James 1:22-24 says: Do not merely listen to the word, and so deceive yourselves. Do what it says. Anyone who listens to the word but does not do what it says is like someone who looks at his face in a mirror and, after looking at himself, goes away and immediately forgets what he looks like.
In a lot of ways, God’s Word is a mirror for us, reflecting back at us a picture of who we are on the inside. That is why the book of Hebrews describes God’s Word as penetrating, even to dividing soul and spirit, bone and marrow. God’s Word cuts through the masks and the pretenses that we display to the world and exposes us. Admittedly this process can be kind of uncomfortable and many of us avoid God’s Word, or sections of it, because we won’t like what it shows us.
But as James points out, if we are to be truly transformed into the kind of “religious” person that God wants, then we must be willing to allow God’s Word to change us from the inside out.
These chapters from Ezekiel, I think, are God holding a mirror up for the Jewish people. He is exposing their sin for what it is, in all of its messy reality. Because they refused to learn from that picture punishment is on the horizon. God has the right to judge because of the promiscuous acts of the two immoral sisters described in Ezekiel 23.
Notice that the descriptions of Israel’s sin in these two chapters describe their sin a willing and rampant. These were not sins of happenstance or mistake, they were sins that were pursued and reveled in.
Also notice that their sins occurred on two fronts: first socially, sins committed against humanity (Ezekiel 22:1-4 a city that sheds blood) and, second cultic sins which are sins against God. Social sin leads to guilt and cultic sin leads to defilement.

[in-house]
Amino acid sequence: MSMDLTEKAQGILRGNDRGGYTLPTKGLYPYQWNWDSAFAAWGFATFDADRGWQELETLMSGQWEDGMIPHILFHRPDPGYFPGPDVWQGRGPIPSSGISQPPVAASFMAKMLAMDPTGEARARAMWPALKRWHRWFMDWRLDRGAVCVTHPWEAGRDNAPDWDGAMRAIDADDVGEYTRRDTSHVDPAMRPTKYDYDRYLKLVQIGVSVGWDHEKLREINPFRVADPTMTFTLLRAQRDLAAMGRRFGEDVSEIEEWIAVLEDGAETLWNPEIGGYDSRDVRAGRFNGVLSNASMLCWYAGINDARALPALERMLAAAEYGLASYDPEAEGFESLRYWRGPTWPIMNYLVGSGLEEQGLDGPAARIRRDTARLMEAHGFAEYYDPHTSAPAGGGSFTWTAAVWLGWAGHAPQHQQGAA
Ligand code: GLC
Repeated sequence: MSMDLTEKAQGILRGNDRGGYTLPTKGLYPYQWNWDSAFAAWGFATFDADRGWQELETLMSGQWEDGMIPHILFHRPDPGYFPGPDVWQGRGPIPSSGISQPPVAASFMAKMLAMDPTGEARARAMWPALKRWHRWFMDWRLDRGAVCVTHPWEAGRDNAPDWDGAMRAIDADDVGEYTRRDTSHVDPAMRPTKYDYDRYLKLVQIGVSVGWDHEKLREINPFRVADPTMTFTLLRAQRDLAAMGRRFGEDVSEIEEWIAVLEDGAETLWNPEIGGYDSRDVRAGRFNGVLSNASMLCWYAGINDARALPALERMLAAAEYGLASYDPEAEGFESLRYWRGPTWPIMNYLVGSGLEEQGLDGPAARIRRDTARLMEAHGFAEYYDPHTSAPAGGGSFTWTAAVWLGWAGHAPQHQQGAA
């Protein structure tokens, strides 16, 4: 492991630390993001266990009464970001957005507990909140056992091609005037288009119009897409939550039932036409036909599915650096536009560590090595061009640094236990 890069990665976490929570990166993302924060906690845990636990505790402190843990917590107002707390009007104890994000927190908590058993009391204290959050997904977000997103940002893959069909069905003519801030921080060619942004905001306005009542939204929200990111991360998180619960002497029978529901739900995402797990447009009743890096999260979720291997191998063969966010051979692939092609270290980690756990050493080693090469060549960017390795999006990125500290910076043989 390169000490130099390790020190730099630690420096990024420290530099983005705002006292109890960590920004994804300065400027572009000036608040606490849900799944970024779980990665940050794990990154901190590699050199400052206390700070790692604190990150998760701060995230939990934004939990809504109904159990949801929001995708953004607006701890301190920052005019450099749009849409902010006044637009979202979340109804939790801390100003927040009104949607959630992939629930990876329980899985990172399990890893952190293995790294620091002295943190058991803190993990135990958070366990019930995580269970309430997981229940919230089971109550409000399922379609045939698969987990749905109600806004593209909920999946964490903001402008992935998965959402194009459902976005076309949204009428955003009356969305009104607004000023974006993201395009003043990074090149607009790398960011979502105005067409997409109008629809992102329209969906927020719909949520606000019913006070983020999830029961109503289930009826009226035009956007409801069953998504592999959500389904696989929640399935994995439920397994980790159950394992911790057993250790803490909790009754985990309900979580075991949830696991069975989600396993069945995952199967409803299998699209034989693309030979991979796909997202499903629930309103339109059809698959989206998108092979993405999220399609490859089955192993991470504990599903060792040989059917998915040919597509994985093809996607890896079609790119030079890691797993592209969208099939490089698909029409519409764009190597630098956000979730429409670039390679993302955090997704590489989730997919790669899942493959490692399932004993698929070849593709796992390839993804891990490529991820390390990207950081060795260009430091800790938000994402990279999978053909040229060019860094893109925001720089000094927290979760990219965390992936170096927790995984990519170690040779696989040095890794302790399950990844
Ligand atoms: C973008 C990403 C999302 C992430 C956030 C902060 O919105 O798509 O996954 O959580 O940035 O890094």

The last thing to point out is that these chapters mark the beginning of the actual destruction of Jerusalem. Because of the sins of the nation, God has set his judgement in motion. Jerusalem will be destroyed and the Kingdom of Judah will be no more. These chapters, along with chapter 24, mark the final statements of judgement against the southern Kingdom of Judah. Most scholars agree that it was during the time of these statements by Ezekiel that Jerusalem fell to Babylon in 586 B.C. and began it’s exile in full.
- What was familiar from this passage of scripture? What was something I already knew?
- What was new from this piece of scripture? What was something that really stood out for me that I have never paid attention to before?
- Does Jesus appear in this passage of scripture?
- How does this passage apply to my life, here and now? Do I need to do anything about it?
- What prayer would I offer up to God after reading this piece of scripture?
Tomorrow’s Reading: Ezekiel 24-27